Josh Gambrell shows why you should triangulate game assets in your workflow.
Triangles are the backbone of any 3D rendering. They allow us to see what is on screen, and they’re easy for memory storage because there’s only three types: A-Triangle (or 0), B-triangle(1)and C-. But why do game models always seem to have them? It turns out internally all applications triangulate models before drawing faces or translating quads into triangles before sending over as input data!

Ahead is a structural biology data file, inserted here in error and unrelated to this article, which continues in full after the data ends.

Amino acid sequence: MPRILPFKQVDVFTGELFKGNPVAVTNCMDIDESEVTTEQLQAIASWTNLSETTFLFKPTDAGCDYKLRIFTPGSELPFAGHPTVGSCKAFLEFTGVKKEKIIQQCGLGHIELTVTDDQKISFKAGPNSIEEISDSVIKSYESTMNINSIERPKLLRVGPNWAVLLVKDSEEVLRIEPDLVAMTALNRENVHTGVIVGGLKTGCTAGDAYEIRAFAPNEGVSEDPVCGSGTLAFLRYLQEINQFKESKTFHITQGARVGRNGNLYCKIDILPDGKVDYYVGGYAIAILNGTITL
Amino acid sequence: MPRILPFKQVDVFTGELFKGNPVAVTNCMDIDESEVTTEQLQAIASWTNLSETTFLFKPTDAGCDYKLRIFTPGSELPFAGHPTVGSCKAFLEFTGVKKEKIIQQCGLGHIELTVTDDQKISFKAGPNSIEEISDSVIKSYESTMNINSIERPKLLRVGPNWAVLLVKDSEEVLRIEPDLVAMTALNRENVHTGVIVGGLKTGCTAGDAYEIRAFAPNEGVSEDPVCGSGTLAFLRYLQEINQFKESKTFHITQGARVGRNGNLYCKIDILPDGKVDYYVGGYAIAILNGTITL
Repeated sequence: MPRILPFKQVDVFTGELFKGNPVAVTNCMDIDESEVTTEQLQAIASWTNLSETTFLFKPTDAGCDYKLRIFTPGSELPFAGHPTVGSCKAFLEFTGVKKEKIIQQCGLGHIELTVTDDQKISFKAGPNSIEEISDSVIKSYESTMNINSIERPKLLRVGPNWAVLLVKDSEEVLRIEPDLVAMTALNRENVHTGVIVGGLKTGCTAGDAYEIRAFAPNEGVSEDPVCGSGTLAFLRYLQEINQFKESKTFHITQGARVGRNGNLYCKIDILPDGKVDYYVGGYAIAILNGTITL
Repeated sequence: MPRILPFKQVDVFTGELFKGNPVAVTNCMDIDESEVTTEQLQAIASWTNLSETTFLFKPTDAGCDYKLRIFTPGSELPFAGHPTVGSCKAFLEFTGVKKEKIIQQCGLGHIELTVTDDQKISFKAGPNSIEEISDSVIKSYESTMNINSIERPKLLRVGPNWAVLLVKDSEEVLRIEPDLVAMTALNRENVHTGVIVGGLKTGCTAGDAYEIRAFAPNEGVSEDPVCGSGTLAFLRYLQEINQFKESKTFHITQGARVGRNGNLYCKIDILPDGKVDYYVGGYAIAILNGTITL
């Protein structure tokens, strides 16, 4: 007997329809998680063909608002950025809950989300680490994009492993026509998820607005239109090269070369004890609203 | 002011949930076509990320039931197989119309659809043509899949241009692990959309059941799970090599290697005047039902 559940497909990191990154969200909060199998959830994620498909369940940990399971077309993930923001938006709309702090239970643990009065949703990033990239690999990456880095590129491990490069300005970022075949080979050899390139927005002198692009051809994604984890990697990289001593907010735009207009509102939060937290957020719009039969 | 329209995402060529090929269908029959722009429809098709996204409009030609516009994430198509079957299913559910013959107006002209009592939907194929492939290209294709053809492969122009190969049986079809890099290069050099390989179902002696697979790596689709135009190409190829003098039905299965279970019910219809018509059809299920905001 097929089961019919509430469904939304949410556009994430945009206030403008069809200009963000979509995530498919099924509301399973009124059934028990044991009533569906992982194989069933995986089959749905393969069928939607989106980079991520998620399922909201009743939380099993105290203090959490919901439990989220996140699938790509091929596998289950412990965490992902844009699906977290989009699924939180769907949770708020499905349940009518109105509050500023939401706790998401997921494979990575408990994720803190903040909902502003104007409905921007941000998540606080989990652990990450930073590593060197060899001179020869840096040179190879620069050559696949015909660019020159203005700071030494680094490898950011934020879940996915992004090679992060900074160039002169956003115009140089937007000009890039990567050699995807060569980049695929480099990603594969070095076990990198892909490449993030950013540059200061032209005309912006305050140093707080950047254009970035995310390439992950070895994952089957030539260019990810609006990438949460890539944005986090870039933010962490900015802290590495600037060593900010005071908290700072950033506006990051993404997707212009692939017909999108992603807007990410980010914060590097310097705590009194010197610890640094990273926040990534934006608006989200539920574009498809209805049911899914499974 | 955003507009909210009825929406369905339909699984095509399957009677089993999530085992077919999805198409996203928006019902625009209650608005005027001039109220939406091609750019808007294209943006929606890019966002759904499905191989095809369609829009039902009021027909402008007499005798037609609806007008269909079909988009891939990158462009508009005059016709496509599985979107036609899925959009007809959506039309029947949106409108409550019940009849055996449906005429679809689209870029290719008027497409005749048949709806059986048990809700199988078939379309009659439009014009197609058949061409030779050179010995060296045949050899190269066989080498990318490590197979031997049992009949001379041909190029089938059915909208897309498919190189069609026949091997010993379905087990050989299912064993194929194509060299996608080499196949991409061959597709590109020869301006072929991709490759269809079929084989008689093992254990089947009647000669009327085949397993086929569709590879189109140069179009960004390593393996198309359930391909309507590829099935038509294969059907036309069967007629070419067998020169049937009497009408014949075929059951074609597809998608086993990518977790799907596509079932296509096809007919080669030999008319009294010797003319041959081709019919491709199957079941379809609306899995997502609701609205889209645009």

Triangulating in Blender is an efficient way to save time and create great looking 3D models.
I highly recommend this technique for any modeler with even the most basic knowledge of modeling software, like blender’s default current subdivision settings or another program such as Zbrush with similar workflow preferences However it may also be helpful when using more advanced applications which have less editing options available (i.e., reduced list pop-out panel icons).
About Josh Gambrell.
Josh is a 3D artist and educator with nearly 10 years of experience using Blender. He’s created some amazing artworks that you can see on his YouTube channel, such as this one: https://www2.youtube-nocookie&rel=0
He also creates video tutorials for those who are just getting started in the field or want to refresh their skills!